How to Overcome Panic When SHTF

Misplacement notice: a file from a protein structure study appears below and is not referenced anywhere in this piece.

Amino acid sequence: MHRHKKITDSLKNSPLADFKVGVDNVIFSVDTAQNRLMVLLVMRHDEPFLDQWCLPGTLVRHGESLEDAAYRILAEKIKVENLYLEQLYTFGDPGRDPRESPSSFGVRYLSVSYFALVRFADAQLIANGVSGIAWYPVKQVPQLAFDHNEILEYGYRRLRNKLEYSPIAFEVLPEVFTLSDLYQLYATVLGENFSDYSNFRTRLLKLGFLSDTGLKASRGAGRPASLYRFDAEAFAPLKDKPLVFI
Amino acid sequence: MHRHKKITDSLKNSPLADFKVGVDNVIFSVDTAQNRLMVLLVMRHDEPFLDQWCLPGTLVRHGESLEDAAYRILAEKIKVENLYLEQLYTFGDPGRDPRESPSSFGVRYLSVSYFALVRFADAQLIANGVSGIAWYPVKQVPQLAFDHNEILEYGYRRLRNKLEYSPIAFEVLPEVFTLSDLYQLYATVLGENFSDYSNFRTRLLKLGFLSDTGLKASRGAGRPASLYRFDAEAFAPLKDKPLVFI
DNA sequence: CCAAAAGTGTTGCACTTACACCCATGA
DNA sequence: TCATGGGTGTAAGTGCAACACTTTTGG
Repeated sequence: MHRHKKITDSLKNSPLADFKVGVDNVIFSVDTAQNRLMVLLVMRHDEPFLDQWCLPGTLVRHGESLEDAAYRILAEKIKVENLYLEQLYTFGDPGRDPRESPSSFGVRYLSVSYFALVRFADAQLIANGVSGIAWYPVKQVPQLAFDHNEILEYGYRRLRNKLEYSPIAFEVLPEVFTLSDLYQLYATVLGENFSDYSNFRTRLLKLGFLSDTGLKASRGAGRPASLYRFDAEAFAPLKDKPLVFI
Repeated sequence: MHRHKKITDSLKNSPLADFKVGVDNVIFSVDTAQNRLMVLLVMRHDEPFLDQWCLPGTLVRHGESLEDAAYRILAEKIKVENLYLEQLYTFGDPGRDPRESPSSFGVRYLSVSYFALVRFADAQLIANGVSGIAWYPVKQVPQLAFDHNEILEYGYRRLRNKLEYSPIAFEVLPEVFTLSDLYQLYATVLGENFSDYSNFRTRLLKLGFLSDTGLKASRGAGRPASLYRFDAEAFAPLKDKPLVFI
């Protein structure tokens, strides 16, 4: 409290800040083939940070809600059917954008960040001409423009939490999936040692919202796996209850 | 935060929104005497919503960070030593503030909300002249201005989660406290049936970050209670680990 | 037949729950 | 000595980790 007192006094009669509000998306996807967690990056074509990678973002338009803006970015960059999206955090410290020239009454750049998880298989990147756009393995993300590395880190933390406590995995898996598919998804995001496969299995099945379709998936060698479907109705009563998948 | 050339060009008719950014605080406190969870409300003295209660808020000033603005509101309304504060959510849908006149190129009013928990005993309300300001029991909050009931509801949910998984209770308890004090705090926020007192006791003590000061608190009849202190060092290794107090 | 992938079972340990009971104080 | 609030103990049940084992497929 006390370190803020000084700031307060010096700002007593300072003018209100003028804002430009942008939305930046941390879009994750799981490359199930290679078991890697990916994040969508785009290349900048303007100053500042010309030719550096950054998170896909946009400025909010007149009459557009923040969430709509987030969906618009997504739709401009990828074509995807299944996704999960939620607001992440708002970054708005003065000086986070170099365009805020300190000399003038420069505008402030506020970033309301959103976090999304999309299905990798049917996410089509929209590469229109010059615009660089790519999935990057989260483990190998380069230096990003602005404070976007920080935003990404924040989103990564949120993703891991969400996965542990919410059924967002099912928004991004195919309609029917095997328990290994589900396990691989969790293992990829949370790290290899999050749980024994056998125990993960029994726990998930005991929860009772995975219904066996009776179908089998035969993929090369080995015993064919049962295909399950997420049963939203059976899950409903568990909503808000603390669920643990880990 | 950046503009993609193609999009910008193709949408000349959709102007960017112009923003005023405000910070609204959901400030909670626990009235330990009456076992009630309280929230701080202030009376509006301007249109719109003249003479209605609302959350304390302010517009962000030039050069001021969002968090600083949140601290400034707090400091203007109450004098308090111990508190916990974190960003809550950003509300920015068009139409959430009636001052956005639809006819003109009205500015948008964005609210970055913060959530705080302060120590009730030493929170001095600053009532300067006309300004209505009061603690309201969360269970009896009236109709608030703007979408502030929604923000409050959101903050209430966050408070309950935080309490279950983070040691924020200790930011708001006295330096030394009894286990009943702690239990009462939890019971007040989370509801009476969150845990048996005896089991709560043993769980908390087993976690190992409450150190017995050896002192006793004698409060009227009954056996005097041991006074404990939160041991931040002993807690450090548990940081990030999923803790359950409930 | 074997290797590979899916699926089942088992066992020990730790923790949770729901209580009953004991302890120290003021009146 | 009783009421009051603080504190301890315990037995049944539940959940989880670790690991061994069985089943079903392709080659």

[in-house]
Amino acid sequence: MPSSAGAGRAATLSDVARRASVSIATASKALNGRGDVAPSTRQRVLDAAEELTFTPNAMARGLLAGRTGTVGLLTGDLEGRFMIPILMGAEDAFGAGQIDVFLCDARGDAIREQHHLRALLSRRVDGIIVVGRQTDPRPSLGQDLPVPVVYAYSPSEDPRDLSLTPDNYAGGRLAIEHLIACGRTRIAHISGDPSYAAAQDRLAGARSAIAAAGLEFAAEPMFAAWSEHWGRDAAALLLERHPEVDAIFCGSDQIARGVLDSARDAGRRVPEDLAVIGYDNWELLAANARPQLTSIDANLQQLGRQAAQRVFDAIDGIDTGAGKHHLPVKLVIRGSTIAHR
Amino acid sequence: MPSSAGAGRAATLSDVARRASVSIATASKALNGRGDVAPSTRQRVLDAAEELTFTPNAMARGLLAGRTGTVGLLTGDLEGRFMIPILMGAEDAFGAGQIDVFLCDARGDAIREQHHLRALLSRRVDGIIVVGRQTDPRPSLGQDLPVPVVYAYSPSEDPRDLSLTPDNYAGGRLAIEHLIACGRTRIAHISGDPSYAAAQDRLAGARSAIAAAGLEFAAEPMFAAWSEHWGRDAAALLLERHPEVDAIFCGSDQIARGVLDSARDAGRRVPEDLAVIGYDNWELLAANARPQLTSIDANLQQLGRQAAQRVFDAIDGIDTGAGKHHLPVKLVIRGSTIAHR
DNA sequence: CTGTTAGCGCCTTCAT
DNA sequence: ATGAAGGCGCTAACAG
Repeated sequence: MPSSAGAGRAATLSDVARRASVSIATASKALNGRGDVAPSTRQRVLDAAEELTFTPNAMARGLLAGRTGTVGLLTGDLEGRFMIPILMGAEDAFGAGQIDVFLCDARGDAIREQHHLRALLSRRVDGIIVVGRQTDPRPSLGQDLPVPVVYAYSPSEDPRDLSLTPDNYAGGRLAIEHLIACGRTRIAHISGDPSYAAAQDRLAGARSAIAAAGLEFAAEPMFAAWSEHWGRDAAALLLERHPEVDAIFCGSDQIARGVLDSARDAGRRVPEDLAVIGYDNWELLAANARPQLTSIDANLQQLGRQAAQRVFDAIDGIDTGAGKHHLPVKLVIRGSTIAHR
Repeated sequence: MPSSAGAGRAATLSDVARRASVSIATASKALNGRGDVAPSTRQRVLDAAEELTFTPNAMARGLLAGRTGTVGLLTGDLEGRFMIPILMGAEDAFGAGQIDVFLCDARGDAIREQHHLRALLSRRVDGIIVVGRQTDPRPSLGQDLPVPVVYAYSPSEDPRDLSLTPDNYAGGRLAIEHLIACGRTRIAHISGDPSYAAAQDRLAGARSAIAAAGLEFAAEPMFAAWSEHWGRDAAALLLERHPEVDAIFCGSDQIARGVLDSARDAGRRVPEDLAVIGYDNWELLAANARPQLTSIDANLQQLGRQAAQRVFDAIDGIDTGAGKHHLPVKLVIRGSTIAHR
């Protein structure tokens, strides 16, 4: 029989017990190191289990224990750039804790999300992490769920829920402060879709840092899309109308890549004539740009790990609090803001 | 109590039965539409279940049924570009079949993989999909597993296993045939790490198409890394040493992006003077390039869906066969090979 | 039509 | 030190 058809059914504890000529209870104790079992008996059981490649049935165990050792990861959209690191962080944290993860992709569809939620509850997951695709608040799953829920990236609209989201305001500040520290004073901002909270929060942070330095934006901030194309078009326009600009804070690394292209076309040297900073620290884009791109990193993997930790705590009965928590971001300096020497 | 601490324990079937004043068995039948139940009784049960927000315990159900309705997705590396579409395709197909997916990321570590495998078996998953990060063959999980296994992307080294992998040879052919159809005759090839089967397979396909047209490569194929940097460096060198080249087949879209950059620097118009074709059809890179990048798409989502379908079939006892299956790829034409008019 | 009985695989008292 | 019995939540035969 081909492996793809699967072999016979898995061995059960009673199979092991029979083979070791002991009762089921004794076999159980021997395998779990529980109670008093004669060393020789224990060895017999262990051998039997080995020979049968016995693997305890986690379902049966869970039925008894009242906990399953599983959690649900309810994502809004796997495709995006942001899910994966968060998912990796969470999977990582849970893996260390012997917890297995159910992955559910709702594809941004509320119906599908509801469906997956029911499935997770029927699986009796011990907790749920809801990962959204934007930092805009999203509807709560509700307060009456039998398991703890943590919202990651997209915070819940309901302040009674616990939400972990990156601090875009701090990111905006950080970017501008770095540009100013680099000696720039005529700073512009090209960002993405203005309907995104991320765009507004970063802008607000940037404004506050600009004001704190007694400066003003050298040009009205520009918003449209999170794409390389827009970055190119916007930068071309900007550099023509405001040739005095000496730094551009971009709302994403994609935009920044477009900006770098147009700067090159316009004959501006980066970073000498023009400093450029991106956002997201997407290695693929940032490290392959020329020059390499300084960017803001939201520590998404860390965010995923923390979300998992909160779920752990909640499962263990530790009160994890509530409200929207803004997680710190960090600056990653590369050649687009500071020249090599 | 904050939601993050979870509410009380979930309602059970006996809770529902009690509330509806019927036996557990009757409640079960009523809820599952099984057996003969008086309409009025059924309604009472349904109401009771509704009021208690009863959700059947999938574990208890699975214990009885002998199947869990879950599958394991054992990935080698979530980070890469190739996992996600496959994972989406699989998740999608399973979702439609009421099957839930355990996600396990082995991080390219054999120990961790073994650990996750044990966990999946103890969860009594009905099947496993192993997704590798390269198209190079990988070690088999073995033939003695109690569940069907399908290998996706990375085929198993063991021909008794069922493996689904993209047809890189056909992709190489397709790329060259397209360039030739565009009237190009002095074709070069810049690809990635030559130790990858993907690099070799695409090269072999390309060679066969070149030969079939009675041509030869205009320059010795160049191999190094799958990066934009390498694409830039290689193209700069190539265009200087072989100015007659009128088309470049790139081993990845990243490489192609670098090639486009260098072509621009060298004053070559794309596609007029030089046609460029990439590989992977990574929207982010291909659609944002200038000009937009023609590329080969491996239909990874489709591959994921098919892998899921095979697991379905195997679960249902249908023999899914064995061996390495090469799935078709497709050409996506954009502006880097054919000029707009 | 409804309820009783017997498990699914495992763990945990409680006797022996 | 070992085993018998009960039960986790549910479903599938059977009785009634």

Panic can be defined as a sudden overpowering terror that clouds one’s judgment making him or her act erratic and irrational. History has shown us through wars, national emergencies, and various local disasters that a state of panic can trigger a profound state of dysfunction that leaves a person incapable of acting, stilling their every instinct of survival. Those that act, unaware of how to deal with a panic state and its effects, may, in fact, survive, but it becomes just a numbers game. To survive during a crisis, you need to learn how to control yourself and deal with panic and its effects. Since panic is contagious, you have to do everything in your power to keep your cool, especially if you need to mitigate the risks caused by others. Think of it like this, you are at the movies enjoying some times with your kids, a fire breaks out, and people start noticing it. One person starts screaming and rushes for the exit door. That’s pretty much all it takes to cause hysteria. Every single person will start to follow “the lead,” and soon enough, they will pile one over the other, making escape impossible for the rest of you. Understanding panic To deal with panic, we first have to understand that such a state of mind is a personal thing. It can be different from one person to another. Some are afraid of snakes; some have a phobia or self-limiting behavior that blocks them from enjoying life. In some cases, the simple image of a panic triggering element is enough to make their skin crawl. Panic is also universal, and even the most well-adjusted individual out there will panic if placed in the right environment. The key element, precipitating panic—in even the most autonomous of us—is sudden exposure to the unfamiliar and the unexpected. Panic follows a certain hierarchy, and it has various stages of development with predictable responses to the physical or mental upset. Let’s envision a scenario to understand better how panic works. Let’s say you are taking your family out on a boat ride to enjoy a beautiful day. You are caught in a storm, and it can be frightening at first. Being an experienced navigator, there’s no need to panic, right? Your wife is in the cabin trying to get the radio to work, while you and your son are working on the engine that has just stalled. There’s a loose wire dangling from the ignition, so you grab it and touch it to the coil. The small spark at the pole ignites the gas fumes in the bilge. The explosion throws you against the bulkhead. Fire starts spreading everywhere. To make things worse, your boat broaches and a large wave swamps the deck. The hold starts to fill as a ladle dipped in a rain barrel. The water shorts out the pump. Now it’s time to panic! You let go of yourself, and panic makes you scream, rant, act erratically. It all ends with you grabbing the last life-jacket right out of your son’s hands. Right there, you are three phases deep in panic, and you didn’t even have the time to recognize the first two phases. Let’s rewind and see how you got in this mess, but also how you will get out of it. Apathy The first response in an evolving crisis or the calm before the storm, as many call it, can be distinguished by a state of under activity, apathy, and unproductive preparation for the impending disaster. Some feel it’s a nuisance to be prepared, and practicing rescue and survival procedures is just not for them. That ounce of prevention is not worth their precious time.  They believe fate is on their side, or some divine intervention will save the day. It’s not even your boat, you’ve rented it, and the owner should be responsible for your safety. Right? This fatalistic behavior of “letting others do it” for ourselves when we discuss disaster avoidance happens everywhere around us, and it can be deadly. We see it every day, with people believing that the government will take care of themselves in case of SHTF. The inability to act during “peace times” is the main thing that increases the body count during “war times.” Disorganization Too little, too late, can be described as the second stage of panic development. When you are on the boat, and the storm closes in, everyone will come to you for answers and instructions. They need to know now what can be done to reach home safely. Right now, when it’s too late. All the efforts put into salvaging the situations created by apathy are unorganized, and time is wasted as the events unfold faster than you can react to them. Others will start to pray while some will become overactive, even if their efforts are random and ineffective. The first stage of real panic has settled in. You and yours are just a moment away from irrational and self-destructive behavior. Now logic abandons the post and leaves room for the herd instinct to take the lead. In the collective mind, appears to be only one escape route or scenario, and everyone acts on it. This can be observed in hotel fires or any other crowded places where fire creates panic. People will rush to a single exit point while other escape routes are ignored, or some become trapped in an elevator. Nobody bothered to take a look at the fire exit plan, and they now pay the price for their apathy. In your case, you are trapped on a sinking boat, and everyone is fighting over too few life-jackets. Panic This stage can be defined as full-blown panic, and it starts to manifest as the boat starts to sink. Everyone ends up in the water, and their only efforts are concentrated on staying alive. Everyone reaches for something to hang onto and stay afloat, and a state of confusion settles in. Even stranger is that your wife and kids are reacting without emotion, and they seem docile, withdrawn, and indecisive. These two responses mean the same thing; everyone is in panic, and we can notice both fight and flee instincts. Their behavior is aimless, and their thought patterns are random without a certain goal. They sweat, have tremors, startle easily, and are swallowing water. Dependence The full impact of the disaster has passed, and you survived while others have not. The remaining survivors are now strongly dependent on your stable leadership. They become childish and “needy,” and they will follow you no matter what you do. They have chosen you as their leader, and they will be loyal until the end. Once you manage to survive the disaster, it’s time to nurture those that have survived it as well. This can be done in various ways depending on the environment. Since you are neck-deep in water, you have to explain to the survivors that they have survived the crisis. This may not be obvious at first, and some will continue to panic and act erratically. Try to get closer and support them, encourage them, and do whatever you can to take care of their needs. Assure and keep reassuring them that the worst has passed and rescue is imminent. Rescue may, in fact, not be imminent, and maybe the scenario ended worse than depicted above. Maybe no one survived. That being said, let’s see what you can do to prevent such a scenario from becoming a reality. Preventing panic The first thing we need to understand is that we all have to identify the panic response, apathy. That single moment where no one assumed responsibility for the scene ahead. In every single survival situation, someone has to lead. Someone has to take charge, no matter the environment. Such a person should require everyone in his party to have some sort of training, some self-rescue procedures. They should practice and imagine what would happen in a certain situation with the help of their leader. This make-believe exercise may and will save lives if the scenario envisioned becomes a reality. This is what people fail to understand, and that’s why they keep making fun of preppers.  They fail to see that by pro-acting to a disaster instead of reacting you it, you and yours have eliminated most of the unexpected. That unexpected factor that precipitates panic.  A real leader must emerge from the chaos and must give loud and clear orders. Every piece of information given should be precise and simplified so that everyone can follow. No one is left on the bench, and everyone should get a task. When the event spirals out of control, remember that your first reflexive response is probably the wrong one. Stay still for a few seconds and sour out the alternatives. Then make a decision and put your plan into action. However, be prepared to change your plan as developing events dictate. Keep a close eye on the victims and encourage them to do specific survival tasks. Do whatever you can to isolate and keep under control those that are in deep panic mode since they can pull others and act as irrational as they do. How to recognize panic Fear and panic are not easily hidden, and you should learn how to read the eyes. You can spot a panicking person if he or she has dilated pupils, they are blinking rapidly, and they tend to look down. They may try to hide their face or protect their head, while others will literally cover their head with a pillow or seek refuge in the corner of a room. If you are not able to persuade them into action, you may have to lead them away from the event (if the situation requires you to do so). Conquering your fear Panic is caused by fear, and fear can be triggered by various factors. Some fear certain animals, while others fear certain scenarios, items, and so on. The list is long, and as we mentioned earlier, panic is personal.  Fear can simply be defined as a human response to a lack of control. In cases of people suffering from phobias or panic attacks, they have a strong urge and need to control themselves and their environment. They have become masters at finding excuses and practicing avoidance. We are all fearful people, and many of us are uncomfortable if we are exposed to certain factors or if we have to face certain scenarios. These are normal responses, and usually, the unexpected unnerves all of us. However, you can cut your losses and gain control over your fears. Here are some tips for doing so: 1. Start by accepting your phobia and understand that you are not crazy. Don’t fight your fears and even if you are uncomfortable, understand that this feeling will pass. Most likely, you are not in danger, anyway. 2. Face your fear. Start by exposing yourself gradually to the stimulus. Don’t give in to the flee response and look at it. Try to observe and study what frightens you. Start by experiencing your phobia from a safe distance. 3. Keep your ground and don’t flee. You may back off, but don’t run. When you manage to compose yourself, face your phobia again. 4. Teach yourself to expect the best, not the worst. This may require some cognitive therapy at first, and you need to apply what you’ve learned in a real-life scenario. For example, if you find yourself in a ski lift and you are afraid of heights, don’t ever consider that it may fall. Think about how it’s just a machine helping you to reach your goal, how it will bring you to the top of the mountain where you can enjoy a full day of skiing.   As preppers and survivalists, there’s an impending need to understand that phobias will get in your way when you have to face a survival situation. You must learn to diffuse these fears now, long before they can cripple you when you least expect it. Concluding In an unexpected survival situation, you may expect fear, panic, and paranoia to be present. These are instinctive responses that you will have to face, and you need to learn how to deal with them. You can do so by taking part in successful field experiences that help you gain confidence. Seek training and take your first steps into the unknown.